CASH shortages will ease in the coming weeks after the Reserve Bank of Zimbabwe imported $400 million, while tobacco and gold export earnings are expected to boost liquidity.
A shift towards plastic money, which now accounts for 96 percent of all transactions, has also alleviated the cash burden. To add to the $400 million, the RBZ will also draw from the $1,5 billion Afreximbank loan facility. The amount of bond notes in the market has topped $350 million, and $40 million worth of coins are in circulation.
RBZ Governor Dr John Mangudya told our Harare Bureau last week that under normal circumstances, $800 million in circulation would be adequate to meet the nation’s cash demands but hoarders were causing shortages. However, he said monetary authorities were confident that their efforts over recent months, and strategies being implemented now, would minimise bank queues in two months.
“What I want to promise the nation is that within the next two months, the queues are going to be minimised. Starting from the end of this month, we should see increased supply of cash on the market as we get more money from tobacco, gold exports as well as increased supply from our lines of credit.
“We have imported cash amounting to about $400 million from January to last week, which is January to the end of April.
This is higher than what we did last year at around the same time. We are going to continue doing that. This has been because of the facilities provided by Afreximbank, increased production of gold and the need to ensure that the economy is liquid so that the public can transact.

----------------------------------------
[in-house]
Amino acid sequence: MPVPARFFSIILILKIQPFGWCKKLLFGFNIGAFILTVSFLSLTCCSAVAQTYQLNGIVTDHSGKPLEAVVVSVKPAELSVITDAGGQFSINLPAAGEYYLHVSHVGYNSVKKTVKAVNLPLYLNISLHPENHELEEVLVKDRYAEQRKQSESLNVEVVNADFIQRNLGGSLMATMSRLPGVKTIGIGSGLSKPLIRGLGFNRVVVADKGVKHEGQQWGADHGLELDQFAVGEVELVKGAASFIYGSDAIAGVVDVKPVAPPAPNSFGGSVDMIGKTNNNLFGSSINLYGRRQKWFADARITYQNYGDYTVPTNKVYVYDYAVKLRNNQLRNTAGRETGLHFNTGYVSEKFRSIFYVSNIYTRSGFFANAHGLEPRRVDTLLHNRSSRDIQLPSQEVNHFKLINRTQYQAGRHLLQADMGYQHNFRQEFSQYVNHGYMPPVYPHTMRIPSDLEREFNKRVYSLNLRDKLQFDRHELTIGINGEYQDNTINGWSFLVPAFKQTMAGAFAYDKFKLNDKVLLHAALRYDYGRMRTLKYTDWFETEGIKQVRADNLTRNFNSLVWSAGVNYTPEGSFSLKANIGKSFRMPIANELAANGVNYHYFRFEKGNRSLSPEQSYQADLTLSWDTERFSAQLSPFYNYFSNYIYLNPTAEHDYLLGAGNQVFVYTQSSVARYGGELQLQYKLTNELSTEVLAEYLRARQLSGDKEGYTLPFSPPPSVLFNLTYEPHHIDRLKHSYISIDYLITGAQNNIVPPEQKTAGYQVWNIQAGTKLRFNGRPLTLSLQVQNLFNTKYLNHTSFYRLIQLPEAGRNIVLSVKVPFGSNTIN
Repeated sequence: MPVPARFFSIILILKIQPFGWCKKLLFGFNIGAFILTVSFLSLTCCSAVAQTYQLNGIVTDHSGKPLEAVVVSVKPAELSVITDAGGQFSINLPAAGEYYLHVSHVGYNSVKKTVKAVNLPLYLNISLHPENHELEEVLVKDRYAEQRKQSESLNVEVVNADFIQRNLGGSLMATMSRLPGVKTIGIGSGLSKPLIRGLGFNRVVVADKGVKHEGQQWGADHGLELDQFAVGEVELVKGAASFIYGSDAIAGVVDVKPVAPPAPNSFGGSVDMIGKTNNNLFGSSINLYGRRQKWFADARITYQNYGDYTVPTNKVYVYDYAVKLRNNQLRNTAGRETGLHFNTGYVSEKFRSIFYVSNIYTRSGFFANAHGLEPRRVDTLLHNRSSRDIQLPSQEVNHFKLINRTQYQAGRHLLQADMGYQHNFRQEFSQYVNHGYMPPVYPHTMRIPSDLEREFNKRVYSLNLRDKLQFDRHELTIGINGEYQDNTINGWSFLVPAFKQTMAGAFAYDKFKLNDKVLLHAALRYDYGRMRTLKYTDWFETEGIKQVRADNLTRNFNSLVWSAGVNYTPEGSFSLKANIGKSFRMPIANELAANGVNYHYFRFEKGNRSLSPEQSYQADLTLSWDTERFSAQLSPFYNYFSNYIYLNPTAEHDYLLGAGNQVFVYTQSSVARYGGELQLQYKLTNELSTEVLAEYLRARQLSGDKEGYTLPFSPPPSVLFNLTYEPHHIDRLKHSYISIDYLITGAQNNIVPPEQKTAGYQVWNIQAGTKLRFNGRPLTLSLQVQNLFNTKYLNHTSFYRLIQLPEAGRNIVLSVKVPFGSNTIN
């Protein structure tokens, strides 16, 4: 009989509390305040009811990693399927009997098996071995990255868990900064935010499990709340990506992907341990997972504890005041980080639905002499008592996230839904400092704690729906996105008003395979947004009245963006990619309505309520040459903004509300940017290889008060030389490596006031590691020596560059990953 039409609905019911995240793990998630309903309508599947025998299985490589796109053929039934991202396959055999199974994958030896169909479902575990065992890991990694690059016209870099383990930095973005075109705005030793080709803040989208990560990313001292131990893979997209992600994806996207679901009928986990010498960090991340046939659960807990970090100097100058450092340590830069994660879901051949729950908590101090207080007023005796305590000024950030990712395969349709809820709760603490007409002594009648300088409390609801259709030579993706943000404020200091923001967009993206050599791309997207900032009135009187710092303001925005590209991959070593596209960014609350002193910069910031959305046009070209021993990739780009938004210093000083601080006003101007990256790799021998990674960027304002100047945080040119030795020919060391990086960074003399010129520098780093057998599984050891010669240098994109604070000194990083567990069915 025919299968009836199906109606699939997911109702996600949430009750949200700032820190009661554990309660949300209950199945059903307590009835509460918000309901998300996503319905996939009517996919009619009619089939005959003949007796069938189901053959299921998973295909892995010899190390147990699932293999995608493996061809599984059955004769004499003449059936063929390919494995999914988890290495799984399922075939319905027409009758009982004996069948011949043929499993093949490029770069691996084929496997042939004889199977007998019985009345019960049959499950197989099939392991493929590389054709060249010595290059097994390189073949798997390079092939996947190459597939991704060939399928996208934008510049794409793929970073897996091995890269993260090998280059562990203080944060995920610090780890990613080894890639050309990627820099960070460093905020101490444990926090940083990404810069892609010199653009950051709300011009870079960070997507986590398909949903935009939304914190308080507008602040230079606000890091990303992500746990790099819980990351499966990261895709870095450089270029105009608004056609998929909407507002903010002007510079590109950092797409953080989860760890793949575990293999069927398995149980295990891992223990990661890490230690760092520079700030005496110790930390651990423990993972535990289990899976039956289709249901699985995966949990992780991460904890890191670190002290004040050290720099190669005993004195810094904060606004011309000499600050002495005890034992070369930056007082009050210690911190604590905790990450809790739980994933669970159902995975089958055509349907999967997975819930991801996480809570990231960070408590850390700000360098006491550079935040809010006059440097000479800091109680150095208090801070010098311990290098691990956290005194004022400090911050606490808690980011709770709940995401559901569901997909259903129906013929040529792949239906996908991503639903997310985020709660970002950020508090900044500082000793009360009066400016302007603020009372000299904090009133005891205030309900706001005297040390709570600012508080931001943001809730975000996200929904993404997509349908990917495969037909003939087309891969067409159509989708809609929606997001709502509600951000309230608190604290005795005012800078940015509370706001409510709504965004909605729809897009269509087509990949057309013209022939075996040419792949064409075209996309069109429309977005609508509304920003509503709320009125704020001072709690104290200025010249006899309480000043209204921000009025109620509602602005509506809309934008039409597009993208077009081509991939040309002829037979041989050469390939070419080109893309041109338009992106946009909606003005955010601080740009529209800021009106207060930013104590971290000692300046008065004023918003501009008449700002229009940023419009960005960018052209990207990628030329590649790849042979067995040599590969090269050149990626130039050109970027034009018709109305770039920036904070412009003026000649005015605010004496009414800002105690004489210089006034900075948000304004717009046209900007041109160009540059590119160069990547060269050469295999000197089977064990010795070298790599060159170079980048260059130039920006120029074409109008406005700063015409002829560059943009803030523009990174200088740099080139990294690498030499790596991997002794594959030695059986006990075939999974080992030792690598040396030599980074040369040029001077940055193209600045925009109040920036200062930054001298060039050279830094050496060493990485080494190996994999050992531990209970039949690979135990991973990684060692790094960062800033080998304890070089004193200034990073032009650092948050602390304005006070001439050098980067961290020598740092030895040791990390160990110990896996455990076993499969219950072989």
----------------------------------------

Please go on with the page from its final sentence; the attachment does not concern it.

“The biggest challenge we have is poor circulation of money. If the money was circulating, we would not be having the cash challenges. Zimbabweans are looking at foreign currency as a store of value and not as something that they should circulate.
“Instead of circulating the money, a good number of our people take the money of the country by paying for DStv, school fees for their children in foreign countries, shopping and many other things. There are also other payments such as raw materials and service payments.”
Dr Mangudya said increased economic production was the long-term solution to cash challenges. Addressing the National Assembly last week, Finance and Economic Planning Minister Patrick Chinamasa said the culture of “withdrawing money to put it under the pillow” made it difficult to overcome cash shortages.
“We know the problems of this economy: low production across all sectors of the economy, low exports, and low reserves and to add on to that no currency of our own. The totality of all those causes the challenges that we are facing and we have policy measures to address each and every one of those issues.
“Do not look at cash shortages in an isolated manner, look at it globally, holistically,” he said.
Minister Chinamasa also said increased production remained the most viable solution to money supply shortages, and in that regard Government’s policy measures like Command Agriculture, Command Fisheries and Command Livestock were geared at boosting output.
According to latest figures from the Tobacco Industry and Marketing Board, over US$250 million has been paid to farmers — an 8,42 percent increase on last year’s figure. Gold output is expected to rise from 24,5 tonnes to 30 tonnes this year.